As hedge funds often charge, the chief business objective of traditional fund managers is often to grow assets and that performance is a critical, but indirect, way of achieve this.  By having a direct stake in fund performance, Illig says that fund managers’ interests would better align with those of their investors.

“They could be trusted in the role of ultimate watcher because their interests would dovetail with investor interests. Agency costs would be reduced to their theoretical minimum because corporate ownership and control would be effectively integrated.”

That 70’s Compensation

The Obama administration might be interested in Illig’s comments on changing nature of executive compensation over the past 30 years and how the hedge fund model might mitigate recent problems.  He says that prior to 1980, executive compensation was tied to rank, not performance per se. But the introduction of stock options in the 1980’s changed this.  And in 1992, the US Congress took measures that actually penalized compensation that was not performance-based.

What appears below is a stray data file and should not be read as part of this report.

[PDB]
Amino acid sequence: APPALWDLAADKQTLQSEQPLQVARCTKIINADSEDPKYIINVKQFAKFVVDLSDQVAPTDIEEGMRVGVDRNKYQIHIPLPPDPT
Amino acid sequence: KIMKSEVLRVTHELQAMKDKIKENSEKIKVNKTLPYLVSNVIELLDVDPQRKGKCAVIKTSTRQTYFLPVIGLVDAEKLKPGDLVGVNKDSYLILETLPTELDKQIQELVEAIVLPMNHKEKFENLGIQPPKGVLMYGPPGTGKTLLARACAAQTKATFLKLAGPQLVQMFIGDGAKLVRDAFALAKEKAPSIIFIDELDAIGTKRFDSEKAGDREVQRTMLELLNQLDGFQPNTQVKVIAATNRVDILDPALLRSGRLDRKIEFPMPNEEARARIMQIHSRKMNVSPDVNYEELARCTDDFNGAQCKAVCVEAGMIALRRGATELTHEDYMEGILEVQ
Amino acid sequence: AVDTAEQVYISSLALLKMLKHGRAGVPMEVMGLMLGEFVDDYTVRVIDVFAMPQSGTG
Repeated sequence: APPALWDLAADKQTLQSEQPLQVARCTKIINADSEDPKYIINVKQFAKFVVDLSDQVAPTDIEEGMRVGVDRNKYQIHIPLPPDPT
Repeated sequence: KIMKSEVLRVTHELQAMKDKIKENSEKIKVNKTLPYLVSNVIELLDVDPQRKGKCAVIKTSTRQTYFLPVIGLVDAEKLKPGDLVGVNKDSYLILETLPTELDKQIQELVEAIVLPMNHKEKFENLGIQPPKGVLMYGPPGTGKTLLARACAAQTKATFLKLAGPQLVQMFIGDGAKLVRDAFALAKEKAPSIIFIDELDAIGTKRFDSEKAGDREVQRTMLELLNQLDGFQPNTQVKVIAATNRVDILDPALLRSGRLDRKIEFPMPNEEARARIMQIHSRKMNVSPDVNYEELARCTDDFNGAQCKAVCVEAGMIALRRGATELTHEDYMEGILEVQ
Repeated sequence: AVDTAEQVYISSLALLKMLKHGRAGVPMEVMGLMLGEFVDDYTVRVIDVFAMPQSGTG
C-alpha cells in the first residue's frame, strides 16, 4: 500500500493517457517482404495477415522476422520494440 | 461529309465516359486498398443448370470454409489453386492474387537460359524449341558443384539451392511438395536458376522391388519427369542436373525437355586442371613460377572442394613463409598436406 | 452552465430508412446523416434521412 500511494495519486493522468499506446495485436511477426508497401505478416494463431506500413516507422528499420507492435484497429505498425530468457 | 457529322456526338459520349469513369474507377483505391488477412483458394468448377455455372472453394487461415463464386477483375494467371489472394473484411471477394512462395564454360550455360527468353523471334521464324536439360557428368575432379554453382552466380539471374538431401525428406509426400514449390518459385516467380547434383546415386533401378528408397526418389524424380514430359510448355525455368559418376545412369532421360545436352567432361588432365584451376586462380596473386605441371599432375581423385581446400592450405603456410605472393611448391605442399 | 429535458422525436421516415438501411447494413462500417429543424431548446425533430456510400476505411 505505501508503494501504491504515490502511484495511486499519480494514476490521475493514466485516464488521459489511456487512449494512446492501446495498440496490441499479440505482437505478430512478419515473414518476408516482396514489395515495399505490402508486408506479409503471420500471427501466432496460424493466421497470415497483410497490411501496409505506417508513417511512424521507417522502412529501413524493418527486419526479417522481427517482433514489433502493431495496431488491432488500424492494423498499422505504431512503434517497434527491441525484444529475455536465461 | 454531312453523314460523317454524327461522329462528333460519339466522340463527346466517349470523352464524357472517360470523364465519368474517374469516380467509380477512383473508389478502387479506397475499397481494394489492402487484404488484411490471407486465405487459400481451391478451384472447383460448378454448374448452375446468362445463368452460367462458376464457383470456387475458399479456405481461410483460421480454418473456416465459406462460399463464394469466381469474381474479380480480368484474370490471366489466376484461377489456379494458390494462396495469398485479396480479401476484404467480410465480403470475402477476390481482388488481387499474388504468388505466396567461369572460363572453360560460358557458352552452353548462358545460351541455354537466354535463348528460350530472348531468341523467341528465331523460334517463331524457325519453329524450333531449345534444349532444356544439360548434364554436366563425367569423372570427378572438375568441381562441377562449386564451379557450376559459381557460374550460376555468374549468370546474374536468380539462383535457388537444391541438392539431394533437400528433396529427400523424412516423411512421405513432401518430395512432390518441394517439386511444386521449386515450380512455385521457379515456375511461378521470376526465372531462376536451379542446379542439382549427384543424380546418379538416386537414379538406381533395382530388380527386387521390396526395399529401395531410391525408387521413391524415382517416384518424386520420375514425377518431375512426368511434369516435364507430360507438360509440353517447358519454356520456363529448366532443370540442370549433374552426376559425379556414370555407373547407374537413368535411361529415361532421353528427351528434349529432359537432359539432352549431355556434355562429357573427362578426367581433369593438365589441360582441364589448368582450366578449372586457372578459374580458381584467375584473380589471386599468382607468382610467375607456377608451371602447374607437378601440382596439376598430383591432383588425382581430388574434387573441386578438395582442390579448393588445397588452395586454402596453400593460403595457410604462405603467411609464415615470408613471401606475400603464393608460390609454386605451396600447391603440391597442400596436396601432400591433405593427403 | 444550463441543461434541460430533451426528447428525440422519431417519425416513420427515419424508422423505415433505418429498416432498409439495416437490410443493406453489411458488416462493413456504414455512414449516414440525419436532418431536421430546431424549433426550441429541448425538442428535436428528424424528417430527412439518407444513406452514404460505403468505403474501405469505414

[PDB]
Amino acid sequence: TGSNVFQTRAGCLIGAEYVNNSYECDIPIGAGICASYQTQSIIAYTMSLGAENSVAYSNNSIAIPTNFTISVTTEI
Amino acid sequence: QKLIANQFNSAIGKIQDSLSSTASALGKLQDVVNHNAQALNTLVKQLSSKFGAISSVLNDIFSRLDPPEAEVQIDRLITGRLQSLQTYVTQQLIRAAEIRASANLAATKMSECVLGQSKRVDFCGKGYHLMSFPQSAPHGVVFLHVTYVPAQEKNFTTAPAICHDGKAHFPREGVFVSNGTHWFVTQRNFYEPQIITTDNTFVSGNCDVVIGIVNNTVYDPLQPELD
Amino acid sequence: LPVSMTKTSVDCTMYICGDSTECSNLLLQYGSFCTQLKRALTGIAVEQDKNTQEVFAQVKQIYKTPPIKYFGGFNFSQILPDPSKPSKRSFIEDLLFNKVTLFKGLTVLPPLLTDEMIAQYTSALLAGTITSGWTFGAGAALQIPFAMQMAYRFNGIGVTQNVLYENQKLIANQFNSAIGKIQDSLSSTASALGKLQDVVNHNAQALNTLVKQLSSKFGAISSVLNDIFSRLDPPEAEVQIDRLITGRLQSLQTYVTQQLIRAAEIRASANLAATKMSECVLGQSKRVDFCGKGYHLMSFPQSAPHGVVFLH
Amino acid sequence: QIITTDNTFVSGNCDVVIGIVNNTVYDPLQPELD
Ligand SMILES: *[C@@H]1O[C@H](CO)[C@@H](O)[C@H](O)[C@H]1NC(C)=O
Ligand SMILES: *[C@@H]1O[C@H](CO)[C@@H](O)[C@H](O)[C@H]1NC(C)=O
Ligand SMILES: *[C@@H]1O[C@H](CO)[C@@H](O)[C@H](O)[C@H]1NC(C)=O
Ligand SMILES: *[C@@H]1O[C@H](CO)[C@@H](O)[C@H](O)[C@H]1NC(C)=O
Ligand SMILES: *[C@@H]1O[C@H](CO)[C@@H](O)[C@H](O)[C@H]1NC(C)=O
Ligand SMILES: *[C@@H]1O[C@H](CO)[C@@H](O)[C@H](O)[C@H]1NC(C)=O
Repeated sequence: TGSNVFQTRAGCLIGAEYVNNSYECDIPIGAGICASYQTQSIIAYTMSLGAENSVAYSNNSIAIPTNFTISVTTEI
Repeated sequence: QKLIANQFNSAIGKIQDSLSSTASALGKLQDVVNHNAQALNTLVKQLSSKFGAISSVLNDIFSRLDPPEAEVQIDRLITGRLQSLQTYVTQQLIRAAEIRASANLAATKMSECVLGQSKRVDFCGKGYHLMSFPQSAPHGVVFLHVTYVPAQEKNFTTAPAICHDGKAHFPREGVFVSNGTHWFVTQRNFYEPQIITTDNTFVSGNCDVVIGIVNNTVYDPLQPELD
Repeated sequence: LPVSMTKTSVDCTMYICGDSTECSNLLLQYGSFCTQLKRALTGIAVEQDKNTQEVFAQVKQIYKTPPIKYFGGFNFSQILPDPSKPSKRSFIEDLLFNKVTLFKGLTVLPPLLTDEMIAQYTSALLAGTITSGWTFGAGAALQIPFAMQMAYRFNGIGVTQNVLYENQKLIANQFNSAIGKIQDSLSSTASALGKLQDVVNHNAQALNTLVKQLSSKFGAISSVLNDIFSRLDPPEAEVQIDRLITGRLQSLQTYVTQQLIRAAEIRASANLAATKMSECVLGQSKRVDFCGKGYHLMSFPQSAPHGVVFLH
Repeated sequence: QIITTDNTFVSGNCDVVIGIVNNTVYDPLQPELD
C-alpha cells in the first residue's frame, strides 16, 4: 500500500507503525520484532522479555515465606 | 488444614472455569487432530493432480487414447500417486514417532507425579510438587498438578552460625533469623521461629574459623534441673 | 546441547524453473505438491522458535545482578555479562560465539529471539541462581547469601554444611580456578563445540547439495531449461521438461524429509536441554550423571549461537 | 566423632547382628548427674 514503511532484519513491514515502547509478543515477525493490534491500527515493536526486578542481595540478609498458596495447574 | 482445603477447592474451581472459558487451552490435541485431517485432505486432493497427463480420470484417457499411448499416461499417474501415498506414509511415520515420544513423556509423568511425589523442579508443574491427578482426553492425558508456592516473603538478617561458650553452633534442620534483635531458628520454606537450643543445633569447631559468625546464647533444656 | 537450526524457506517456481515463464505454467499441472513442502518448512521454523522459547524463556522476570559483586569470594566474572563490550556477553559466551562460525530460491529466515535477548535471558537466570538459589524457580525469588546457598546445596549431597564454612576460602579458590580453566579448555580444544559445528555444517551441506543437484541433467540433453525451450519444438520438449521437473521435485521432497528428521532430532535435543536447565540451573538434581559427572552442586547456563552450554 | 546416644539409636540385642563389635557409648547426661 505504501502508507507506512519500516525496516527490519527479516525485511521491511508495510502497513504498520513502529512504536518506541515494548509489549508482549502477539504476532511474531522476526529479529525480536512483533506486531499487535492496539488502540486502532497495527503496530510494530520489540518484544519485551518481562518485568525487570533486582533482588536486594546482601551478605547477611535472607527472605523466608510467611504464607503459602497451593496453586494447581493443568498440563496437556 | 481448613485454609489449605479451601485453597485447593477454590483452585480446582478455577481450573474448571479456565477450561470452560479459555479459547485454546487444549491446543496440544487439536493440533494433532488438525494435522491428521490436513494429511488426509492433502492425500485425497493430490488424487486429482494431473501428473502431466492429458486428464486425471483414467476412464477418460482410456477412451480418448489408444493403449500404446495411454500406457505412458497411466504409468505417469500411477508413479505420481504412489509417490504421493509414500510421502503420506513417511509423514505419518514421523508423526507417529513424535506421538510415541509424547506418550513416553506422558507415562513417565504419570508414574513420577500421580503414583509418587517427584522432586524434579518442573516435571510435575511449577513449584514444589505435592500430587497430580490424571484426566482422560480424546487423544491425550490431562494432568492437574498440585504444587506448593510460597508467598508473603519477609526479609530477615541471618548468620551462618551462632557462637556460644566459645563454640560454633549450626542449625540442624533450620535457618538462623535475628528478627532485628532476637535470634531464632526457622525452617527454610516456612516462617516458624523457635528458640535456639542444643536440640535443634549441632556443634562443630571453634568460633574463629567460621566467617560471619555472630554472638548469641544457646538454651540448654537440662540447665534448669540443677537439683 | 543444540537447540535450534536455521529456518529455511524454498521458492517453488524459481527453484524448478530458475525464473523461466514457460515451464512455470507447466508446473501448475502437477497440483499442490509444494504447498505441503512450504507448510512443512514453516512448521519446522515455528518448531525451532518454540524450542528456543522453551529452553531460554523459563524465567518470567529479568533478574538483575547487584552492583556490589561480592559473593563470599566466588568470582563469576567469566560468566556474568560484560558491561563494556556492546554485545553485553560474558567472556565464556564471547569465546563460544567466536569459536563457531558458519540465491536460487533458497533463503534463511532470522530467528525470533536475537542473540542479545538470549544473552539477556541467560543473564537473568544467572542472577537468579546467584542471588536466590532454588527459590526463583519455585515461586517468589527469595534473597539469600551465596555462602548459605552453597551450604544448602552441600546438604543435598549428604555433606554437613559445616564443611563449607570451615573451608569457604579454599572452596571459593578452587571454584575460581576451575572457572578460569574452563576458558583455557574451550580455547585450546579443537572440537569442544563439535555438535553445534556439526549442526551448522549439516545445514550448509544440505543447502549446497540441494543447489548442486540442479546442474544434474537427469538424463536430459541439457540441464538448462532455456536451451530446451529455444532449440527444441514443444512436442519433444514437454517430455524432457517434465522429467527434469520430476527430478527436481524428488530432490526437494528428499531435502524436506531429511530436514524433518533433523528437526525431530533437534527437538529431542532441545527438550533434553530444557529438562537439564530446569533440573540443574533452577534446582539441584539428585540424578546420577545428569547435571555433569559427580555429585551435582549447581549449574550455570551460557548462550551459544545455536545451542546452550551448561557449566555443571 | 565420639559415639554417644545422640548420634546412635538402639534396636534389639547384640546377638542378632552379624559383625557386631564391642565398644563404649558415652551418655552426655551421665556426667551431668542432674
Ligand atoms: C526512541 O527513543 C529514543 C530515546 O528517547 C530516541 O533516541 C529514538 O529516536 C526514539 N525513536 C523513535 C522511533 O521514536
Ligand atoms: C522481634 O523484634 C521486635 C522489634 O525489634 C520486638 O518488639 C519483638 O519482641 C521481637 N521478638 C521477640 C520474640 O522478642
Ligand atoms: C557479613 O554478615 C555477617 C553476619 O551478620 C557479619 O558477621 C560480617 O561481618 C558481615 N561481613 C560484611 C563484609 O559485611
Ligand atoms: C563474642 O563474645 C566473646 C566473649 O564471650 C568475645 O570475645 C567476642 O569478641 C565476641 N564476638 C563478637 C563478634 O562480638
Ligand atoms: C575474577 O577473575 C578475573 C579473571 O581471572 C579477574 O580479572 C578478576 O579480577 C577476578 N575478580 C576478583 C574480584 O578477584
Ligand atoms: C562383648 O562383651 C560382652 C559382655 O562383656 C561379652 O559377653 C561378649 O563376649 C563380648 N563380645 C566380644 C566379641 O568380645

But Illig says that stock-options have had a “muted and perverse” effect since they offer little downside risk for under performing managers.  Plus, they benefit executives who just happen to be in hot sectors – even if they are relative laggards.

Compounding this problem is the fact that many boards are actually picked by the CEO.  This has, of course, led to the growing “say on pay” movement that would empower shareholders when it came to executive comp issues.

The bottom line, concludes Illig, is that options showed promise, but still haven’t aligned management’s interests with those of shareholders: